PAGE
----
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Online shakespeare course

Online shakespeare course
Marjorie Garber, PhD, William R. Kenan Jr. Professor of English and American Literature and Language and of Visual and Environmental Studies, Harvard University This free online Shakespeare course focuses on Shakespeare’s later plays beginning with Measure for Measure and ending with The Tempest. Building on the discussions of individual plays in Marjorie Garber’s book Shakespeare After All, this course takes note of key themes, issues, and interpretations of the plays, focusing on questions of genre, gender, politics, family relations, silence and speech, and cultural power from both above and below (royalty, nobility, and the court; clowns and fools). Designed as part lecture-presentation and part discussion, this is a course that is meant to be interactive, taking up topics generated by students as well as by the instructor. The lecture videos The Quicktime and MP3 formats are available for download, or you can play the Flash version directly. Introduction Troilus and Cressida Othello

http://www.extension.harvard.edu/open-learning-initiative/shakespeare-after-all-later-plays

writing character profiles Enter your e-mail to get the e-book for FREE. We'll also keep you informed about interesting website news. "I have searched the web and used different worksheets, but none have come close to your worksheets and descriptions of (what to do and what not to do). Free ebooks - Project Gutenberg On August 26 2020, the Project Gutenberg website underwent some major changes. These changes had been previewed since early 2020, and visitors to the old site were invited to try the new site, including giving input via a brief survey. The old site is no longer available. If you found yourself on this page unexpectedly, it is because an old page was redirected here. Please use the navigation menus at the top of the page to find what you were looking for.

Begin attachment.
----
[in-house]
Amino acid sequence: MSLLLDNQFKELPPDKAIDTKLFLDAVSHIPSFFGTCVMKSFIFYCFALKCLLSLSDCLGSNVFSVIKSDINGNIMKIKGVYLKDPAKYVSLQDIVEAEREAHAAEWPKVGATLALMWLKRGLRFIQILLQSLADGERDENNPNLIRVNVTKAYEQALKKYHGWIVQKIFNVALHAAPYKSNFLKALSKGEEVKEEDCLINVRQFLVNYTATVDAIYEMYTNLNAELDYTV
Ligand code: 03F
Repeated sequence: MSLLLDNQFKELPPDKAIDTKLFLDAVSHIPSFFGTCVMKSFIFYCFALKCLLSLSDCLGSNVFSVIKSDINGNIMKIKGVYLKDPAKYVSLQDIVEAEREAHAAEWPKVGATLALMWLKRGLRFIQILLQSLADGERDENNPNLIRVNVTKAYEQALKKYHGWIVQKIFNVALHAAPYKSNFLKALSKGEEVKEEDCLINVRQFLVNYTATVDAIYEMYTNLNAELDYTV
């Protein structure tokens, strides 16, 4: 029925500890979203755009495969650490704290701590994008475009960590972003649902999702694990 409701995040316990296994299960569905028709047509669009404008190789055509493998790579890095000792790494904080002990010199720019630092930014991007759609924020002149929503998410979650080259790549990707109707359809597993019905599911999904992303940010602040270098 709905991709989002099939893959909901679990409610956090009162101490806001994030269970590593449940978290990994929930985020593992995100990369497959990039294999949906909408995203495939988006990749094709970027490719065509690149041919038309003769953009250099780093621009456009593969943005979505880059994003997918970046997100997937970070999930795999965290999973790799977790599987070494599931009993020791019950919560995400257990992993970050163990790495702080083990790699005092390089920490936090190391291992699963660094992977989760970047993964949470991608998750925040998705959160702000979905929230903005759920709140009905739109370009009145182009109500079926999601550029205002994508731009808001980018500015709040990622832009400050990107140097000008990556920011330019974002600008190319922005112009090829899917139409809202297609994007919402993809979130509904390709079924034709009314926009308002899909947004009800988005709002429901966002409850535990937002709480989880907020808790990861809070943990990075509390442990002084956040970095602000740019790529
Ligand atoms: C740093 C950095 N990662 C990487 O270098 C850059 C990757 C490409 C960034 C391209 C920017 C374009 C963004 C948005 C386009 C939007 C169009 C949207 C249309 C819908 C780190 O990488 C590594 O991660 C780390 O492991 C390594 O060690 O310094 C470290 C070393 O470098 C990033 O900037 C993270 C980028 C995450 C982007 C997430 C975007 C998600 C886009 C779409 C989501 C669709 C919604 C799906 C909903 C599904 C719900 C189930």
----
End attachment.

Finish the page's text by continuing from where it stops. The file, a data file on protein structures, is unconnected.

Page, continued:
funny books It's a dreary day, so I thought I'd indulge myself and come up with a list of my favorite comedies. A caveat, however: this is not a fancy English-professor-y list of the finest, most exquisitely crafted, most erudite or intellectually sophisticated works on paper in the language. This is a list of the books that make me laugh until my mascara starts to run. These are books to read over your first cup of coffee or just before you go to sleep . Remember: a day you've laughed is day you haven't wasted--even if you didn't get out of bed.

The Seven Ages of Man  William Shakespeare The Seven Ages of Man William Shakespeare All the world’s a stage, And all the men and women merely players; They have their exits and their entrances, And one man in his time plays many parts, 5 His acts being seven ages. At first the infant, Mewling and puking in the nurse’s arms; And then the whining schoolboy, with his satchel And shining morning face, creeping like snail Unwillingly to school. And then the lover, 10 Sighing like furnace, with a woeful ballad Made to his mistress’ eyebrow.